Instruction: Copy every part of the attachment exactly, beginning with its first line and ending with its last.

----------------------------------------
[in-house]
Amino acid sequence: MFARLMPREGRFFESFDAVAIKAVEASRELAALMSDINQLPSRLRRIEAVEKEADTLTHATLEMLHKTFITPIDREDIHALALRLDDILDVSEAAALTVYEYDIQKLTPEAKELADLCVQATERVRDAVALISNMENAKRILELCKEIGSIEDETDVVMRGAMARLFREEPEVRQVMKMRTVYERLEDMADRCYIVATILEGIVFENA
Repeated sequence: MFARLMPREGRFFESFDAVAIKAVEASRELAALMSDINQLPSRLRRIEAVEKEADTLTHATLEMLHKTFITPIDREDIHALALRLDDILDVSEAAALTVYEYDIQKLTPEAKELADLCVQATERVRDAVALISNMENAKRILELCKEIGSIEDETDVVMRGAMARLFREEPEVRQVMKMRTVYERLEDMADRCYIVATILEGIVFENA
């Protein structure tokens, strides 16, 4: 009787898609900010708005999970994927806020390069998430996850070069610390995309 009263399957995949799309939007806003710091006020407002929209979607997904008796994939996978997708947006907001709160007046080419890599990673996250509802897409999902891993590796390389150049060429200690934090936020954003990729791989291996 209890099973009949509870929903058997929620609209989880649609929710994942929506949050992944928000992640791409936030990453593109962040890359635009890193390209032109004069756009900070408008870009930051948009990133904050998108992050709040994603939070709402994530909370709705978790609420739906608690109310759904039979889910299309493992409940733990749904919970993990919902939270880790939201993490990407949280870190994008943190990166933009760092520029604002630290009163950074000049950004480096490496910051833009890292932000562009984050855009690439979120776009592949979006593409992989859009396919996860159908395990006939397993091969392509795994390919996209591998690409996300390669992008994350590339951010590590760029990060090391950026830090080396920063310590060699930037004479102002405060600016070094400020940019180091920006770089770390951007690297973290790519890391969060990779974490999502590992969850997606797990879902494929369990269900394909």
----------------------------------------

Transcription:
[in-house]
Amino acid sequence: MFARLMPREGRFFESFDAVAIKAVEASRELAALMSDINQLPSRLRRIEAVEKEADTLTHATLEMLHKTFITPIDREDIHALALRLDDILDVSEAAALTVYEYDIQKLTPEAKELADLCVQATERVRDAVALISNMENAKRILELCKEIGSIEDETDVVMRGAMARLFREEPEVRQVMKMRTVYERLEDMADRCYIVATILEGIVFENA
Repeated sequence: MFARLMPREGRFFESFDAVAIKAVEASRELAALMSDINQLPSRLRRIEAVEKEADTLTHATLEMLHKTFITPIDREDIHALALRLDDILDVSEAAALTVYEYDIQKLTPEAKELADLCVQATERVRDAVALISNMENAKRILELCKEIGSIEDETDVVMRGAMARLFREEPEVRQVMKMRTVYERLEDMADRCYIVATILEGIVFENA
């Protein structure tokens, strides 16, 4: 009787898609900010708005999970994927806020390069998430996850070069610390995309 009263399957995949799309939007806003710091006020407002929209979607997904008796994939996978997708947006907001709160007046080419890599990673996250509802897409999902891993590796390389150049060429200690934090936020954003990729791989291996 209890099973009949509870929903058997929620609209989880649609929710994942929506949050992944928000992640791409936030990453593109962040890359635009890193390209032109004069756009900070408008870009930051948009990133904050998108992050709040994603939070709402994530909370709705978790609420739906608690109310759904039979889910299309493992409940733990749904919970993990919902939270880790939201993490990407949280870190994008943190990166933009760092520029604002630290009163950074000049950004480096490496910051833009890292932000562009984050855009690439979120776009592949979006593409992989859009396919996860159908395990006939397993091969392509795994390919996209591998690409996300390669992008994350590339951010590590760029990060090391950026830090080396920063310590060699930037004479102002405060600016070094400020940019180091920006770089770390951007690297973290790519890391969060990779974490999502590992969850997606797990879902494929369990269900394909």